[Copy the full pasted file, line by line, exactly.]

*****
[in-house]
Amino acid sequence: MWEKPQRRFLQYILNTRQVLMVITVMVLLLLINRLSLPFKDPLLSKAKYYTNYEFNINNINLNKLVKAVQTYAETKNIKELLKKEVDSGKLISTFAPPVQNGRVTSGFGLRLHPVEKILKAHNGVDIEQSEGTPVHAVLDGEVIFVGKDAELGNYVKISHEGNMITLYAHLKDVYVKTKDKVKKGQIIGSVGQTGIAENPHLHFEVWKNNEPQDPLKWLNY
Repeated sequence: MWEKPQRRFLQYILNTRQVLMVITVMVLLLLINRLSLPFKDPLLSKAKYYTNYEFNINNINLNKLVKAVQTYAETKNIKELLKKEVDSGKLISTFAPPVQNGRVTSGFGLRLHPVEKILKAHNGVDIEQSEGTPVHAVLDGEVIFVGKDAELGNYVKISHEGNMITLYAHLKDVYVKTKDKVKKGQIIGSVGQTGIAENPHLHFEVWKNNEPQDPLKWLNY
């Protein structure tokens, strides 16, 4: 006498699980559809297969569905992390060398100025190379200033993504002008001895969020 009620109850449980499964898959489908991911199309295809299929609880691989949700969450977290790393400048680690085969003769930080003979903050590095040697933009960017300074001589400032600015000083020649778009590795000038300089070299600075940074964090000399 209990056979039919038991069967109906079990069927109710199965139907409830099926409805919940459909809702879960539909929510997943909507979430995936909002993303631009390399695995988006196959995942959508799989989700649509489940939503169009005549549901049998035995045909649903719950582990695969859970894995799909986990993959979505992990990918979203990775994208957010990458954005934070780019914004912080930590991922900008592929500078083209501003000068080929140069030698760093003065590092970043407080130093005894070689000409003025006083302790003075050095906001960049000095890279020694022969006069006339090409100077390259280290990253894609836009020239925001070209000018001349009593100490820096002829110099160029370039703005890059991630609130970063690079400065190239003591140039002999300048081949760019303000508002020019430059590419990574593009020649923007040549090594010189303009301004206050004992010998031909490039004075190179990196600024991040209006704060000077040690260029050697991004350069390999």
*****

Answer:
[in-house]
Amino acid sequence: MWEKPQRRFLQYILNTRQVLMVITVMVLLLLINRLSLPFKDPLLSKAKYYTNYEFNINNINLNKLVKAVQTYAETKNIKELLKKEVDSGKLISTFAPPVQNGRVTSGFGLRLHPVEKILKAHNGVDIEQSEGTPVHAVLDGEVIFVGKDAELGNYVKISHEGNMITLYAHLKDVYVKTKDKVKKGQIIGSVGQTGIAENPHLHFEVWKNNEPQDPLKWLNY
Repeated sequence: MWEKPQRRFLQYILNTRQVLMVITVMVLLLLINRLSLPFKDPLLSKAKYYTNYEFNINNINLNKLVKAVQTYAETKNIKELLKKEVDSGKLISTFAPPVQNGRVTSGFGLRLHPVEKILKAHNGVDIEQSEGTPVHAVLDGEVIFVGKDAELGNYVKISHEGNMITLYAHLKDVYVKTKDKVKKGQIIGSVGQTGIAENPHLHFEVWKNNEPQDPLKWLNY
């Protein structure tokens, strides 16, 4: 006498699980559809297969569905992390060398100025190379200033993504002008001895969020 009620109850449980499964898959489908991911199309295809299929609880691989949700969450977290790393400048680690085969003769930080003979903050590095040697933009960017300074001589400032600015000083020649778009590795000038300089070299600075940074964090000399 209990056979039919038991069967109906079990069927109710199965139907409830099926409805919940459909809702879960539909929510997943909507979430995936909002993303631009390399695995988006196959995942959508799989989700649509489940939503169009005549549901049998035995045909649903719950582990695969859970894995799909986990993959979505992990990918979203990775994208957010990458954005934070780019914004912080930590991922900008592929500078083209501003000068080929140069030698760093003065590092970043407080130093005894070689000409003025006083302790003075050095906001960049000095890279020694022969006069006339090409100077390259280290990253894609836009020239925001070209000018001349009593100490820096002829110099160029370039703005890059991630609130970063690079400065190239003591140039002999300048081949760019303000508002020019430059590419990574593009020649923007040549090594010189303009301004206050004992010998031909490039004075190179990196600024991040209006704060000077040690260029050697991004350069390999």